Tuesday, November 22, 2011

PowerPoint Tip: Creating universal icons

When creating visuals, it can be helpful to sometimes use icons to represent items generically, such as people, cars, or objects. You could purchase vector icons from a site like istockphoto.com, but you can usually create your own custom icon using the drawing tools in PowerPoint. PowerPoint MVP Sandy Johnson did a session at the recent Presentation Summit demonstrating some of the new techniques in PowerPoint 2010. In today’s article, I’ll focus on the techniques you can use in PowerPoint 2007, since that is the version most people are using today.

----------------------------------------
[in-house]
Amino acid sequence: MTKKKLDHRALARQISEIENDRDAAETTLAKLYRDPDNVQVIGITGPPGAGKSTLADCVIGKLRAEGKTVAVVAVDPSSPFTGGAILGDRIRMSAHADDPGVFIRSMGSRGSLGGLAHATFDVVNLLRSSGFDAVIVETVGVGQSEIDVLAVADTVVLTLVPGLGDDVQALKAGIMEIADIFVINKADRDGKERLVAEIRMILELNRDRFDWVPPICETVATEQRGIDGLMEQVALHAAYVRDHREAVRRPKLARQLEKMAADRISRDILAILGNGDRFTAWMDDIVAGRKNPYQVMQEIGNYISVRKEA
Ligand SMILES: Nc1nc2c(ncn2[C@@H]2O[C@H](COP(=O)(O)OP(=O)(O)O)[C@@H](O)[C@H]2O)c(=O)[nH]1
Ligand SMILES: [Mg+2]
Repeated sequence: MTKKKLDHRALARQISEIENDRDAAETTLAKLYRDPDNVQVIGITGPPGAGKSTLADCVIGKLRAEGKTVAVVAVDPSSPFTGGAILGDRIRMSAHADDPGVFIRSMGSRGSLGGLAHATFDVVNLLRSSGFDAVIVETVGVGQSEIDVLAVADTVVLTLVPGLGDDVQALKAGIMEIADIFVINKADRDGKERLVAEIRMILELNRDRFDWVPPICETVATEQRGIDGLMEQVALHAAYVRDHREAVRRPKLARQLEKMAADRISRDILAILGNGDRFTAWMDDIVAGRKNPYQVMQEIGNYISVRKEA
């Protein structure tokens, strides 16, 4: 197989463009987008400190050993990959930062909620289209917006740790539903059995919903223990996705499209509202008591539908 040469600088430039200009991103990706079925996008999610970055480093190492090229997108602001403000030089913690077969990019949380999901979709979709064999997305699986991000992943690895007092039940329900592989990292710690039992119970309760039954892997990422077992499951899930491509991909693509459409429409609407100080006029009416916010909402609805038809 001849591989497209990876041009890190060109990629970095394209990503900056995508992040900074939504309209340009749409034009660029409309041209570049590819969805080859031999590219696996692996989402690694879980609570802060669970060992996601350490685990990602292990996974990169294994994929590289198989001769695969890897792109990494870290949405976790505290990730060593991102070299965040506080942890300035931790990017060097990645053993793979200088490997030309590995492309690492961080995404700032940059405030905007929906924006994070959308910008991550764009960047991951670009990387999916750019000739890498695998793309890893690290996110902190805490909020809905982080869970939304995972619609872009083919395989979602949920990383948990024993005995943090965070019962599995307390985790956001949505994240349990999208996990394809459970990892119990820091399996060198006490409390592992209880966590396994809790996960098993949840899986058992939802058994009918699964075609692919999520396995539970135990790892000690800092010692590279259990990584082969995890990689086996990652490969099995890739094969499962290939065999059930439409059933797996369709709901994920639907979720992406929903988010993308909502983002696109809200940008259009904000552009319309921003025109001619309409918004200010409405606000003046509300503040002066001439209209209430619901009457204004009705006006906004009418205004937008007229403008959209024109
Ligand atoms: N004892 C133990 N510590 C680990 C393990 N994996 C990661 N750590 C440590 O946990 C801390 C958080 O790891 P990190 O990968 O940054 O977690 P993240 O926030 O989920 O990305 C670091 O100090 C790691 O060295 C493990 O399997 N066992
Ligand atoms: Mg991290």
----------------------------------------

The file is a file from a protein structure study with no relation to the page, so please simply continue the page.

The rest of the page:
Why might you want to use a universal icon? I have used them in proportional diagrams, tables, or when I want to represent an idea, but don't want the complexity of a photo to distract the audience from a simple point. Here is an example of one of my slide makeovers that used a universal icon: watch video on YouTube here.

The first step is to design the icon you want to create. I suggest keeping it simple, because it will make it easier to create. Try to come up with a design that is a combination of common shapes, such as rectangles, triangles, and ovals. If it helps you to sketch what you are trying to create, go ahead and grab your pencil and paper.

Once you have the idea in a more concrete form, it is time to start creating it. Start with the largest shape. One tip for drawing shapes is how to draw a perfectly proportional shape, such as a perfect square or a perfect circle. After you select the appropriate drawing tool, hold the Shift key down before you start drawing. The shape will stay equally proportional, creating a perfect square or circle.